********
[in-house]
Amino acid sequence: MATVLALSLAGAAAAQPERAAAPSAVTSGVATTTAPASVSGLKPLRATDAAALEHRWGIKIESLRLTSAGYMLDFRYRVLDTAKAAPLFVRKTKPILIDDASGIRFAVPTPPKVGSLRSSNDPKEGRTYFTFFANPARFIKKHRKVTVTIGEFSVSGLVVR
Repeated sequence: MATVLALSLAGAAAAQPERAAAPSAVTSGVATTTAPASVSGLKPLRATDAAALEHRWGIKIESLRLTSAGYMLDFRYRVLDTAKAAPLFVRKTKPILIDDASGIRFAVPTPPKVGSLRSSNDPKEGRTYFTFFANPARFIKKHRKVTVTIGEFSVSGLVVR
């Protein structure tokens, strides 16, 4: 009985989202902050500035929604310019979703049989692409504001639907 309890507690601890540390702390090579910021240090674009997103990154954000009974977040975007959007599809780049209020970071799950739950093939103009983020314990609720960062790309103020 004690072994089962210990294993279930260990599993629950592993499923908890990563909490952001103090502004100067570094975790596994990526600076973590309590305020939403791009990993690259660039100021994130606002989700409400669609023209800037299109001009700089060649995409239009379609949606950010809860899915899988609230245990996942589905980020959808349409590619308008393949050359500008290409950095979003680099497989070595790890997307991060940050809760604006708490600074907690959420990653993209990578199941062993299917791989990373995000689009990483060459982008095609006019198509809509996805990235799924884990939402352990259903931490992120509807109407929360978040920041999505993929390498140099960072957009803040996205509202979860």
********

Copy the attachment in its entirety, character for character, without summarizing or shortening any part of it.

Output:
[in-house]
Amino acid sequence: MATVLALSLAGAAAAQPERAAAPSAVTSGVATTTAPASVSGLKPLRATDAAALEHRWGIKIESLRLTSAGYMLDFRYRVLDTAKAAPLFVRKTKPILIDDASGIRFAVPTPPKVGSLRSSNDPKEGRTYFTFFANPARFIKKHRKVTVTIGEFSVSGLVVR
Repeated sequence: MATVLALSLAGAAAAQPERAAAPSAVTSGVATTTAPASVSGLKPLRATDAAALEHRWGIKIESLRLTSAGYMLDFRYRVLDTAKAAPLFVRKTKPILIDDASGIRFAVPTPPKVGSLRSSNDPKEGRTYFTFFANPARFIKKHRKVTVTIGEFSVSGLVVR
């Protein structure tokens, strides 16, 4: 009985989202902050500035929604310019979703049989692409504001639907 309890507690601890540390702390090579910021240090674009997103990154954000009974977040975007959007599809780049209020970071799950739950093939103009983020314990609720960062790309103020 004690072994089962210990294993279930260990599993629950592993499923908890990563909490952001103090502004100067570094975790596994990526600076973590309590305020939403791009990993690259660039100021994130606002989700409400669609023209800037299109001009700089060649995409239009379609949606950010809860899915899988609230245990996942589905980020959808349409590619308008393949050359500008290409950095979003680099497989070595790890997307991060940050809760604006708490600074907690959420990653993209990578199941062993299917791989990373995000689009990483060459982008095609006019198509809509996805990235799924884990939402352990259903931490992120509807109407929360978040920041999505993929390498140099960072957009803040996205509202979860």